At Mi Tierra every meal is a fiesta

On my first morning in San Antonio I went to Mi Tierra for breakfast.

Mi Tierra is something of an institution in the city, first opened in 1941 by Pedro and Cruz Cortez as a little three-table cafe for early-rising farmers and workers at San Antonio’s Mercado.

Today it is a 500-seat café, bakery and bar that is literally an explosion of Tejano culture, food, art and music.

I’ve got to warn you. The unassuming entry just at the back of San Antonio’s Mercado gives no indication of the delights within.

Sure, the larger-than-life statue of a guy in a sombrero holding a chicken gives a hint.

But nothing can prepare you for the colour, sounds and smells that overwhelm you as soon as you enter the door.

Outside Mi Tierra in San Antonio (Peter Moore)
Celebrating the Day of the Dead at Mi Tierra in San Antonio (Peter Moore)

I literally stopped dead on the spot, taking a moment to take it all in. 

The Olympic-length glass counter full of lovingly-crafted cakes and pastries. The tinsel, pinatas and lights hanging from the ceiling. The framed mariachi suits on the walls.

And because it was coming up to The Day of the Dead, there were gigantic ofrendas (altars) too, smothered in marigolds, paying tribute to family, staff and customers who had passed to the other side.

Don’t make the mistake of thinking Mi Tierra is a tourist trap, a kind of Disneyfied version of Tejano culture.

The Tex-Mex food here is authentic and good with plenty of beef and cheese with cumin and chilli powder. The servings are generous too. I had the Barbacoa Mexicana. It could have kept me going all day.

The patrons too were mainly locals. There was a table of policemen behind me and a table of gents wearing suits and bow ties in front of me and local families scattered across tables everywhere else.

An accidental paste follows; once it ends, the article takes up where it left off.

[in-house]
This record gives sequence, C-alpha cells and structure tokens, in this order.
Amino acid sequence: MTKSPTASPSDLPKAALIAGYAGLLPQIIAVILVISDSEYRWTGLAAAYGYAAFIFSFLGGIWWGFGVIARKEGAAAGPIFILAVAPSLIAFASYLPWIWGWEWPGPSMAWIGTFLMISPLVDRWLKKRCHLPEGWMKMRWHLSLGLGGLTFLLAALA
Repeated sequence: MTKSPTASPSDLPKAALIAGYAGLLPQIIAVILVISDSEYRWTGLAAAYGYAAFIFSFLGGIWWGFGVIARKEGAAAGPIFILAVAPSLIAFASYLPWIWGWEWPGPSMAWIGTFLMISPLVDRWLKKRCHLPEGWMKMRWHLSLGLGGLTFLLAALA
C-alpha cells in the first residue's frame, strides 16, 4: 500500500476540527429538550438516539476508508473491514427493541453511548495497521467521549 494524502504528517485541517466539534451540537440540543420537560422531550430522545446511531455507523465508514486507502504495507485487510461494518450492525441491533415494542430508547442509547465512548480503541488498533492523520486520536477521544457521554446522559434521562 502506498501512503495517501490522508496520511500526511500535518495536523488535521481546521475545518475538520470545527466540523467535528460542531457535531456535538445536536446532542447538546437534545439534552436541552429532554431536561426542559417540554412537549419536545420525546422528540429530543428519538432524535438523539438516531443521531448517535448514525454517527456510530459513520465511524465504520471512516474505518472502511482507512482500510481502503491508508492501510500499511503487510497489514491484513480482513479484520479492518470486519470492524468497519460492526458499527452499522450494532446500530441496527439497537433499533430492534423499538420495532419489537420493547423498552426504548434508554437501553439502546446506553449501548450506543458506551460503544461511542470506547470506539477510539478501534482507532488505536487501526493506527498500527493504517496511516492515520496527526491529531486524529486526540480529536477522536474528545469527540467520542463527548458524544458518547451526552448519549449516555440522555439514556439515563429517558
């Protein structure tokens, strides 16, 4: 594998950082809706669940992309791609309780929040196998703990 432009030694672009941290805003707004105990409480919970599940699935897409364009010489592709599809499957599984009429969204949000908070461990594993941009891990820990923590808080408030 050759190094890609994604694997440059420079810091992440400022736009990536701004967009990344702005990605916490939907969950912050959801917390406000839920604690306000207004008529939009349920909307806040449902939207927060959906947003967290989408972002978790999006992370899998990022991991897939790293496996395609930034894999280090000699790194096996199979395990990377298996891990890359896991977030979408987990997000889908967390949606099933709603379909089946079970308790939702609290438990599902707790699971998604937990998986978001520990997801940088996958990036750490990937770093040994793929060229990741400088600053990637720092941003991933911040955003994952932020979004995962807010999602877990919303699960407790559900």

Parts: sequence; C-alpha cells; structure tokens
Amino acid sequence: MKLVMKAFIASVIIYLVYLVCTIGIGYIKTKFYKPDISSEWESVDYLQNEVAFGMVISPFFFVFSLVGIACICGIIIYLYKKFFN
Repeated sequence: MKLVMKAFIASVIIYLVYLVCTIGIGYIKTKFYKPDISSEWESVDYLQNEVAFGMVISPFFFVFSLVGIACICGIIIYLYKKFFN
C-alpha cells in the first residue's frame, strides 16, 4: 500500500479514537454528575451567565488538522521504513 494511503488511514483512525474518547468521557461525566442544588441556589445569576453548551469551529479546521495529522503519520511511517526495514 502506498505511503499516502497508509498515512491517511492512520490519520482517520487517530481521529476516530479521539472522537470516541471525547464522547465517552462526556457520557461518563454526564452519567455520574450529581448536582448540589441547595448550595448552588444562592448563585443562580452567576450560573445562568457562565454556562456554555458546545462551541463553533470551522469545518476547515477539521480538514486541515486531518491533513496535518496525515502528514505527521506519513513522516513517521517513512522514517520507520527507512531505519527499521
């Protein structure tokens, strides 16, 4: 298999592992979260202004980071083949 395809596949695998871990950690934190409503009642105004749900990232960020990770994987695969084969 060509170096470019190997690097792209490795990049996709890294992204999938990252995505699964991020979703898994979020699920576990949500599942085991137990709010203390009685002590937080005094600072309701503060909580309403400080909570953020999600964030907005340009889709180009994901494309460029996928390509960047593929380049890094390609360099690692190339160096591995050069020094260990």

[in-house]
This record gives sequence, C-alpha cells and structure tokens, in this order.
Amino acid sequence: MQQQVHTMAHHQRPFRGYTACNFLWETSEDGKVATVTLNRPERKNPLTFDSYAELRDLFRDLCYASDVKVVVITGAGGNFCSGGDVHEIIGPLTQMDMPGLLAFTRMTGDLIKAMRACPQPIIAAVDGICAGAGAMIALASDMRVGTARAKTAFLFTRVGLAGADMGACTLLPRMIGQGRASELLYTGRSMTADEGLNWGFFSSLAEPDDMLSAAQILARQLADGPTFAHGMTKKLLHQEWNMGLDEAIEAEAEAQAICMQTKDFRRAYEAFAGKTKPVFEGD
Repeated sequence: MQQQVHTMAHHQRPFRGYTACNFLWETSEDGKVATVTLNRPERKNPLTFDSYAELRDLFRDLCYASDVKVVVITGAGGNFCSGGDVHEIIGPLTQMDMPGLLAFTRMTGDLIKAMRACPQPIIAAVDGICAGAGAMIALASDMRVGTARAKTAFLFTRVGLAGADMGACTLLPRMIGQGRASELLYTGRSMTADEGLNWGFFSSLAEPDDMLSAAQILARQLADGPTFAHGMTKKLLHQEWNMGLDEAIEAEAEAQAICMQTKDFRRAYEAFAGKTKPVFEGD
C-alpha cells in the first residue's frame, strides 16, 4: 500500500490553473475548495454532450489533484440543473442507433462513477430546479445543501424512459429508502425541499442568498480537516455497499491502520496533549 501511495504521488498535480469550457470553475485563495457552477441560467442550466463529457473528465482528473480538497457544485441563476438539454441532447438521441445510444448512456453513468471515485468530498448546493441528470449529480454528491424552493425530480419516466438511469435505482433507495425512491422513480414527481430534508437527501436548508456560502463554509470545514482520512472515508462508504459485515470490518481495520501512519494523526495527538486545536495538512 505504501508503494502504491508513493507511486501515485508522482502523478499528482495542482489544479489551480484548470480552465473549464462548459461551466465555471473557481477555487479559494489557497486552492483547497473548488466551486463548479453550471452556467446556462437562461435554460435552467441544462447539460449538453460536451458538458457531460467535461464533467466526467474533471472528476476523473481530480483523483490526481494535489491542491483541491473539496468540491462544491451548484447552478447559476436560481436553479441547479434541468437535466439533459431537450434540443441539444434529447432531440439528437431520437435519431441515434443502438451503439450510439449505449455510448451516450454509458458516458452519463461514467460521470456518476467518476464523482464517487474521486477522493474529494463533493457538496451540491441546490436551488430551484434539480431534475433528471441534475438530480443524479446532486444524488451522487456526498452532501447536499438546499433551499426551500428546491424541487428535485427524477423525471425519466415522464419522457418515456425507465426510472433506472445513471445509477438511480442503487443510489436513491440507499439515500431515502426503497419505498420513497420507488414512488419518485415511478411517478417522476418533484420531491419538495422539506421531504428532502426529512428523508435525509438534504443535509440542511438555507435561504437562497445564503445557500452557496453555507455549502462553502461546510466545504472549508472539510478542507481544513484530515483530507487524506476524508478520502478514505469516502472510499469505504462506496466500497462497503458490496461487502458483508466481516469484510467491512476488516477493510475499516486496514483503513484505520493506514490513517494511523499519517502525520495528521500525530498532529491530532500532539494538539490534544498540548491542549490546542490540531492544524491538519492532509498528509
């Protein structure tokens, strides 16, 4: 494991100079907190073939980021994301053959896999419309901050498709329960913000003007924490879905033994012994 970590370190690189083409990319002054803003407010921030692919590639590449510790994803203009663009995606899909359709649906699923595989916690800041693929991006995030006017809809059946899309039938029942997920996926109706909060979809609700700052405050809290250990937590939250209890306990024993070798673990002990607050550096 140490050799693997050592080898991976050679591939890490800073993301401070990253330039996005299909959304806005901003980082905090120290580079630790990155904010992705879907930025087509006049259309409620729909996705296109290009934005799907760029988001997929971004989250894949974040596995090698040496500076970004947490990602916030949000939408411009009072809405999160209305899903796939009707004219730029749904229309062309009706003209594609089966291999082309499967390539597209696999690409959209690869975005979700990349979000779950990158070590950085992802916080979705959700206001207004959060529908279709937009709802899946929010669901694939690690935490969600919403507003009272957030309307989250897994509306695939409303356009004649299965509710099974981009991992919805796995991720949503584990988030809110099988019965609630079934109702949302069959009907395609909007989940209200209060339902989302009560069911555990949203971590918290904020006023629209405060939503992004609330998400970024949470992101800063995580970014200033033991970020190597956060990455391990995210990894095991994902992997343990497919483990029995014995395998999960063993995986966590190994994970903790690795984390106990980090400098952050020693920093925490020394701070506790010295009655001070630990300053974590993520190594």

Traditional table setting at Mi Tierra in San Antonio (Peter Moore)
Ordering at Mi Tierra in San Antonio (Peter Moore)

Waitresses in traditional red dresses scurried from table to table taking orders.

They returned them to the diner-style kitchen out back, dodging mariachi singers prowling for custom as they did.

After we finished our breakfast, head waiter, Gerry Sepulveda, took us on a tour of the premises.

The highlight was a huge mural covering an entire wall in the function room, painted by local artist, Robert Ytuarte.

It’s called ‘The American Dream’ and features the great and good of America’s Hispanic community and Mexican history.

Pedro and Cruz, the café’s founders feature, of course, as does Emiliano Zapata, Juan Ortiz and Frida Kahlo. 

'The American Dream' mural at Mi Tierra in San Antonio (Peter Moore)
Gerry and Eva at Mi Tierra in San Antonio (Peter Moore)

Gerry says the mural is being added to all the time.

I’m ashamed to admit that the only new additions I recognised were Carlos Santana, Eva Longoria and Cheech Marin from Cheech and Chong. 

All I can say is that if you ever find yourself in San Antonio, Mi Tierra has got to be your first stop.

Ask Gerry to show you around. Tuck into a Mi Tierra Special Breakfast. And grab a bar of the Popular brand authentic Mexican chocolate beverage mix on the way out. It’s delicious.

How to visit Mi Tierra


Address: 218 Produce Row, San Antonio, Texas, 78207

Main image: Leaving Mi Tierra (Peter Moore)

About Author /

Australian travel writer and podcaster with a funny way of looking at the world.

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